Others worry about what will happen to the alternative spaces that already do exist. “What does this economy mean for White Columns or Artists Space or places that got their funding from the sort of foundations that lost a fortune?” asks Jon Kessler, a professor of art at Columbia University. “It’s kind of a bubonic plague that’s going to tear through the art world. Something will emerge on the other side, but it’s hard to say what that is.”

Most predict a scaling back of the sprawling, celebrity-studded art fairs that have mushroomed around the globe and a subsequent shakeout among artists who have depended on those events. “A lot of artists have been producing work just for art fairs,” says Eccles. “And I know a number who made quite a good livelihood that way.” Irving Sandler, the scholar and critic who witnessed and chronicled the rise of American art in the ’50s and ’60s, believes that artists will “begin to create their own institutions, if you want to call them that. Artists will get together and think of fending for themselves, and this is happening right now. My sense is that they are considering the collective situation, just as we did in the ’50s with the Artists’ Club and the Cedar Street Tavern.”

We may see a change, too, in the way art is produced, which will of necessity be reflected in the character and materials of the art object. “You’ll probably see less video- and film-based work because of the kind of production standards that artists have demanded and the kind of financing they need,” predicts Eccles. Work that requires an atelier worthy of a Renaissance master could also fall by the wayside. “What we’ve seen in the last few years is a lot of art with high-production values, expensive and very sophisticated studio or out-of-studio production,” says Gary Garrels, senior curator of painting and sculpture at the San Francisco Museum of Modern Art. “There’s been a kind of celebration of lavishness and monumentality and very eye-catching work.” Harry Philbrick, director of the Aldrich Contemporary Art Museum in Ridgefield, Connecticut, adds, “Artists who could count six months or a year ago on projects being subsidized by museums, dealers, or collectors are suddenly finding that they will have to trim that budget, and that may mean choosing less-costly materials or scaling back projects.” And artists themselves are foreseeing changes in the way they work. “I’m finally getting around to working my way through all the materials that I already have in my studio, which is a lot of fun,” says Ellen Harvey. “In general, I’m trying to think of projects that are less expensive to make, and that’s fine. Expensive is not necessarily better, anyway.”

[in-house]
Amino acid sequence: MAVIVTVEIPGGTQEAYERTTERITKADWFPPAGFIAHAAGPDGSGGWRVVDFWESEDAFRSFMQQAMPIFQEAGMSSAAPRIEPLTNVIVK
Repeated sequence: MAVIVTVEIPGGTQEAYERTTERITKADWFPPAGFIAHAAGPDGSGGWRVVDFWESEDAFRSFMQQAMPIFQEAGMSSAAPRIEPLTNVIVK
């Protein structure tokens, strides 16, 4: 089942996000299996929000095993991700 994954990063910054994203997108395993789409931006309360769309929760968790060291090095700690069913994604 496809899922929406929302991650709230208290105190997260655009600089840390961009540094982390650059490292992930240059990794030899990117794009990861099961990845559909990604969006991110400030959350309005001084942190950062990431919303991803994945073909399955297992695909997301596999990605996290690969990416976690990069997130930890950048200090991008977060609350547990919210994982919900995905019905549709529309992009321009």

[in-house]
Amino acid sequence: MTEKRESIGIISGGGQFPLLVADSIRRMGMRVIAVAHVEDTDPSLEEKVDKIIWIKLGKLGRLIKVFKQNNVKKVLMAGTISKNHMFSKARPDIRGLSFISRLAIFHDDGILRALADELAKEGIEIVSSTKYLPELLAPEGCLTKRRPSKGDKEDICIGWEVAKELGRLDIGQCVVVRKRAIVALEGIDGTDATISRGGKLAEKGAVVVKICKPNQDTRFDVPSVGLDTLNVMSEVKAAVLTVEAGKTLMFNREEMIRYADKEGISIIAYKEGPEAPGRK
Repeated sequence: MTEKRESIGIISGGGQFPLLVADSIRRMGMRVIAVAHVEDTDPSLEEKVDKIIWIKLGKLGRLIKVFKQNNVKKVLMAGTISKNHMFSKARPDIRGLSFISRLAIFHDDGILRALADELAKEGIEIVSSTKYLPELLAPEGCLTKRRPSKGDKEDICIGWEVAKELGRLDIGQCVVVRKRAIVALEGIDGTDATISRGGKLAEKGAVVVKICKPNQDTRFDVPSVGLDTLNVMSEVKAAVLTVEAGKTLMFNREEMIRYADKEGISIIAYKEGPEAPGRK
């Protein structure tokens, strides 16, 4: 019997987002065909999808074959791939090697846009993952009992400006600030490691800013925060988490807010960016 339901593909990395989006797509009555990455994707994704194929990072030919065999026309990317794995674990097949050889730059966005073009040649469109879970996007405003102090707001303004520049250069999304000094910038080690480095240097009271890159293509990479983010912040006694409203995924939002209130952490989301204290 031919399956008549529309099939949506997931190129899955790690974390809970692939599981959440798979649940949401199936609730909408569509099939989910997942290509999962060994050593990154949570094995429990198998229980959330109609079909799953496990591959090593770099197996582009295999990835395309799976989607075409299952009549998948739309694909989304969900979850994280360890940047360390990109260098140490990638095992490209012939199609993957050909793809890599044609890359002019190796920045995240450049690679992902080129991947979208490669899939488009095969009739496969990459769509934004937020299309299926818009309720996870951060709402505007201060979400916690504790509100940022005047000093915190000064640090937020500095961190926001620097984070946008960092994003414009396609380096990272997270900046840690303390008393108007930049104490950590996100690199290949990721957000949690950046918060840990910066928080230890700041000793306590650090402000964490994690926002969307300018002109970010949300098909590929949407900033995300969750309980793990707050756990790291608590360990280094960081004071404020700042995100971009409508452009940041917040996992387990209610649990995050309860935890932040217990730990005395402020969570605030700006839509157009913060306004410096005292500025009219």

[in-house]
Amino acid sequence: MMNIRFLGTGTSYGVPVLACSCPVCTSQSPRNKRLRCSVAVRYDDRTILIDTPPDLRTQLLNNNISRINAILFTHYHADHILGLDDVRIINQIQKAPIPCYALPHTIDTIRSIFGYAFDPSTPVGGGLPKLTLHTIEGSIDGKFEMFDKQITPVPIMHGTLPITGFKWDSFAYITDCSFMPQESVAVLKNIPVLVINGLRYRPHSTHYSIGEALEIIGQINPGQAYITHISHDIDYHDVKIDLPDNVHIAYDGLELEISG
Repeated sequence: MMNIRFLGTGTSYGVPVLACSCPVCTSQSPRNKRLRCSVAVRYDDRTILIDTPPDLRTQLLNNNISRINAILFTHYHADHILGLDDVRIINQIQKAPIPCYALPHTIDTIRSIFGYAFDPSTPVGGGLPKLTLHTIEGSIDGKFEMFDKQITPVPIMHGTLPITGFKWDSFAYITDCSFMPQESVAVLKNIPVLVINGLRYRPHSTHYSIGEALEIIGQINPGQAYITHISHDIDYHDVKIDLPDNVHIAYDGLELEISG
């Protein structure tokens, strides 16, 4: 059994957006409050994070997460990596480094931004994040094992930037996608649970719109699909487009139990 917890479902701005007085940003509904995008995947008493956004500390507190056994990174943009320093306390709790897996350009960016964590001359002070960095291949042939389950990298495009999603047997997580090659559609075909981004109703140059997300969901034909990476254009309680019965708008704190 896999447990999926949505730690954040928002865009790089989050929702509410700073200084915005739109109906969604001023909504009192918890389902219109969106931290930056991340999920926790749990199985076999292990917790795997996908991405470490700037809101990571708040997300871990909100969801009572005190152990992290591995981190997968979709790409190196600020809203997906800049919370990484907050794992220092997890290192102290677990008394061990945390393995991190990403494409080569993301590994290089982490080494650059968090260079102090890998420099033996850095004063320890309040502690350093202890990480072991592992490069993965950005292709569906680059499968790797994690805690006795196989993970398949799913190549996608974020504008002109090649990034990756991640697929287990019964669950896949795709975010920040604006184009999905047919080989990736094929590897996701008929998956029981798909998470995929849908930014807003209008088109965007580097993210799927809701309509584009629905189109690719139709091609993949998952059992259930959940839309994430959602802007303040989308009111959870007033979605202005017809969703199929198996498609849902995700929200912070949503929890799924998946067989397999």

“I’m seeing incredible, great work made out of nothing, nothing,” sculptor Petah Coyne says of a recent visit to a show of M.F.A. candidates at the School of Visual Arts in New York. That’s an esthetic that’s not particularly new and might be said to go all the way back to early Cubist collages and Kurt Schwitters’s Merz, finding its latest incarnation in the low-rent assemblages of last year’s “Unmonumental” show at the New Museum. Govan doesn’t believe that artists who want and need certain materials will cut corners. “There are so many stories of Picasso, when he had not a nickel, buying the most expensive cerulean blue, the most costly pigments for his paintings,” he notes.

As for decisive shifts in sensibility or esthetics, it seems far too soon to say what the art of the coming years will look like or to predict what thought processes may underlie its making. Garrels believes that the choice of Bruce Nauman to represent the United States at the Venice Biennale this year is a portent, and some say Venice itself will offer a reflection of the times. “We’re going to see a shift toward work that’s more psychological and introspective and more out of an old-fashioned studio kind of work,” Garrels comments. “It will have to be a much more sober biennale this time around,” says Carlos Basualdo, curator of contemporary art at the Philadelphia Museum of Art and cocurator of the U.S. Pavilion. Garrels, too, sees “a return to work that is a little more personal and exploratory. A good example of an artist who really came to represent that shift in the moment, from the late ’80s to the early ’90s, would be Felix Gonzalez-Torres. Again, you had thoughtful art with low production values. Felix was an artist who came to the fore right after the last collapse of the market, and I would not be surprised to see something parallel happen now.”

“People who travel light and do things that are contrary and ephemeral are going to have a good moment,” says Robert Storr, dean of the Yale University School of Art. Storr also notes that the last decade has seen surprisingly little political activity among artists, and virtually no politically inspired art, in spite of eight years of governance that has led to an unpopular war and a staggering deficit. “People talked revolution but didn’t do it,” he says. “If I could spot a change, it would be at the point where artists start to think outside the politics of the art world, or outside the academic discourses, and look around and ask, what’s going on here? This is an area where somebody with an idea and enough anger could have an effect.”

Like the rest of the economy, the cultural world has lived through cycles of boom and bust since the first serious museums and dealers opened their doors in the middle of the 19th century. It’s still too early to say what will happen in the coming year or two, but the one certainty is a curiously reassuring uncertainty. “Artists are basically problem solvers,” says Bonnie Clearwater, director of the Museum of Contemporary Art, North Miami. “They will respond to whatever the situation is in completely unpredictable ways.”

Ann Landi is a contributing editor of ARTnews.